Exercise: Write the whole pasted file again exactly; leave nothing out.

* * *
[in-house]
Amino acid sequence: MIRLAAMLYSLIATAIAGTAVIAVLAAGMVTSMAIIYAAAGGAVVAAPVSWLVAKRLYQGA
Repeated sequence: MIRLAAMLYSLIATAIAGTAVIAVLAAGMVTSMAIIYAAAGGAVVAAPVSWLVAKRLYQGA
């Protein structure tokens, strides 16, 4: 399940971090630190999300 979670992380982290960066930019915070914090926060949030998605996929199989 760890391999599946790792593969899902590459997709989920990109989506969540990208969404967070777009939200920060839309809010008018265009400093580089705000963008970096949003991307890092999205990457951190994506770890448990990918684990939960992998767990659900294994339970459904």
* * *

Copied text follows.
[in-house]
Amino acid sequence: MIRLAAMLYSLIATAIAGTAVIAVLAAGMVTSMAIIYAAAGGAVVAAPVSWLVAKRLYQGA
Repeated sequence: MIRLAAMLYSLIATAIAGTAVIAVLAAGMVTSMAIIYAAAGGAVVAAPVSWLVAKRLYQGA
């Protein structure tokens, strides 16, 4: 399940971090630190999300 979670992380982290960066930019915070914090926060949030998605996929199989 760890391999599946790792593969899902590459997709989920990109989506969540990208969404967070777009939200920060839309809010008018265009400093580089705000963008970096949003991307890092999205990457951190994506770890448990990918684990939960992998767990659900294994339970459904």